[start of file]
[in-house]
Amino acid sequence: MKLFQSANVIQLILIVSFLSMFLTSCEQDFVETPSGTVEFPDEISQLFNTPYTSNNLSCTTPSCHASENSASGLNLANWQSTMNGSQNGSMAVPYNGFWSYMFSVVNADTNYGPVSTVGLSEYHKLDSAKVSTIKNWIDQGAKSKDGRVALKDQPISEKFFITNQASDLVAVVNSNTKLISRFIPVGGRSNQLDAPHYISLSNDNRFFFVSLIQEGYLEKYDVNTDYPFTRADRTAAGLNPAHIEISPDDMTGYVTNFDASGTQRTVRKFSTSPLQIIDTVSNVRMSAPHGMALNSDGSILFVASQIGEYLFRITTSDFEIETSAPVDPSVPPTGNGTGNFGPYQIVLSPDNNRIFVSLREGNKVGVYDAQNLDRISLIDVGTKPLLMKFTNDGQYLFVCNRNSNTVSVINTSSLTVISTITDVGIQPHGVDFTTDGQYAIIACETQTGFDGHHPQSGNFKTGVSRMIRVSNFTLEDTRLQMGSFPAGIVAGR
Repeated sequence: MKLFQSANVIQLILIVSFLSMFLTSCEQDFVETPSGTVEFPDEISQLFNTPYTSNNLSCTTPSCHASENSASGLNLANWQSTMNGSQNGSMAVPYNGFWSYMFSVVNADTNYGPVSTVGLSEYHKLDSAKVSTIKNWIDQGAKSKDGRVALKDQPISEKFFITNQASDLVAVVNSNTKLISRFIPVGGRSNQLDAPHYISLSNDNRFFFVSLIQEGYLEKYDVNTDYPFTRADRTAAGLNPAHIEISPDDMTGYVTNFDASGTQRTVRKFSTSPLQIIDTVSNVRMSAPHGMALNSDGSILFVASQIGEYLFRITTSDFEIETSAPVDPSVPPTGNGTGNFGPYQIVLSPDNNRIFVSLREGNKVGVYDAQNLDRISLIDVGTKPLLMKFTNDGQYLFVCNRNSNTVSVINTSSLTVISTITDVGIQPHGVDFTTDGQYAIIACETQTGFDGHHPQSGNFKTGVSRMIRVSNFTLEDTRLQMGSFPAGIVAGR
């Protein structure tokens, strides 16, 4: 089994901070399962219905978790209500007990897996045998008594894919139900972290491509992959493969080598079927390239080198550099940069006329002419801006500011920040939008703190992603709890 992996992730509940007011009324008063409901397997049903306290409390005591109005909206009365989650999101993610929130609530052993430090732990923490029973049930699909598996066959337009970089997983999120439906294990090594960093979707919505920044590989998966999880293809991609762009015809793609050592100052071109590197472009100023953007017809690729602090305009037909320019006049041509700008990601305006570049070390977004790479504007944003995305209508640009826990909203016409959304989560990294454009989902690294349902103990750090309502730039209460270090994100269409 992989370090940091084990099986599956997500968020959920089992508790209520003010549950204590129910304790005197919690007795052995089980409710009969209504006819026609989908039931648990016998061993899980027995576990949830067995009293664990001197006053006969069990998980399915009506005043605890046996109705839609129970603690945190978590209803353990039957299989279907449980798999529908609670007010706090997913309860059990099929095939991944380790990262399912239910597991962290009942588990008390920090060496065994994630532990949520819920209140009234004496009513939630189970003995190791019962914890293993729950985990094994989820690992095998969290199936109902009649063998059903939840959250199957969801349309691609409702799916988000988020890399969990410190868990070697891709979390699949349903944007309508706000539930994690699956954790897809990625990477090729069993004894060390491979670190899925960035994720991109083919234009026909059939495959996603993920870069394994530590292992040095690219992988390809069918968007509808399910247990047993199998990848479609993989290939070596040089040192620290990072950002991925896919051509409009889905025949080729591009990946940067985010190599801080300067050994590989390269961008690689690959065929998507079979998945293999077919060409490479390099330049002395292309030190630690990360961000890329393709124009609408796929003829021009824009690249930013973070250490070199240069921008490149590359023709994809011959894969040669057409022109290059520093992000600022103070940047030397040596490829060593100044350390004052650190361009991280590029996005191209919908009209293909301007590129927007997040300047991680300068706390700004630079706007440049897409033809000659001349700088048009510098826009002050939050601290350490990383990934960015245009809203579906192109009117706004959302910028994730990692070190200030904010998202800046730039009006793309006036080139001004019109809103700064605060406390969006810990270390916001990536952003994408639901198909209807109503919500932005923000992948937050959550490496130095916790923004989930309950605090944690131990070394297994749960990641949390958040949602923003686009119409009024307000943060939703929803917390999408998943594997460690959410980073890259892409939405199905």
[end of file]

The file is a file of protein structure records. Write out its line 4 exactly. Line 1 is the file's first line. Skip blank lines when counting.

């Protein structure tokens, strides 16, 4: 089994901070399962219905978790209500007990897996045998008594894919139900972290491509992959493969080598079927390239080198550099940069006329002419801006500011920040939008703190992603709890 992996992730509940007011009324008063409901397997049903306290409390005591109005909206009365989650999101993610929130609530052993430090732990923490029973049930699909598996066959337009970089997983999120439906294990090594960093979707919505920044590989998966999880293809991609762009015809793609050592100052071109590197472009100023953007017809690729602090305009037909320019006049041509700008990601305006570049070390977004790479504007944003995305209508640009826990909203016409959304989560990294454009989902690294349902103990750090309502730039209460270090994100269409 992989370090940091084990099986599956997500968020959920089992508790209520003010549950204590129910304790005197919690007795052995089980409710009969209504006819026609989908039931648990016998061993899980027995576990949830067995009293664990001197006053006969069990998980399915009506005043605890046996109705839609129970603690945190978590209803353990039957299989279907449980798999529908609670007010706090997913309860059990099929095939991944380790990262399912239910597991962290009942588990008390920090060496065994994630532990949520819920209140009234004496009513939630189970003995190791019962914890293993729950985990094994989820690992095998969290199936109902009649063998059903939840959250199957969801349309691609409702799916988000988020890399969990410190868990070697891709979390699949349903944007309508706000539930994690699956954790897809990625990477090729069993004894060390491979670190899925960035994720991109083919234009026909059939495959996603993920870069394994530590292992040095690219992988390809069918968007509808399910247990047993199998990848479609993989290939070596040089040192620290990072950002991925896919051509409009889905025949080729591009990946940067985010190599801080300067050994590989390269961008690689690959065929998507079979998945293999077919060409490479390099330049002395292309030190630690990360961000890329393709124009609408796929003829021009824009690249930013973070250490070199240069921008490149590359023709994809011959894969040669057409022109290059520093992000600022103070940047030397040596490829060593100044350390004052650190361009991280590029996005191209919908009209293909301007590129927007997040300047991680300068706390700004630079706007440049897409033809000659001349700088048009510098826009002050939050601290350490990383990934960015245009809203579906192109009117706004959302910028994730990692070190200030904010998202800046730039009006793309006036080139001004019109809103700064605060406390969006810990270390916001990536952003994408639901198909209807109503919500932005923000992948937050959550490496130095916790923004989930309950605090944690131990070394297994749960990641949390958040949602923003686009119409009024307000943060939703929803917390999408998943594997460690959410980073890259892409939405199905």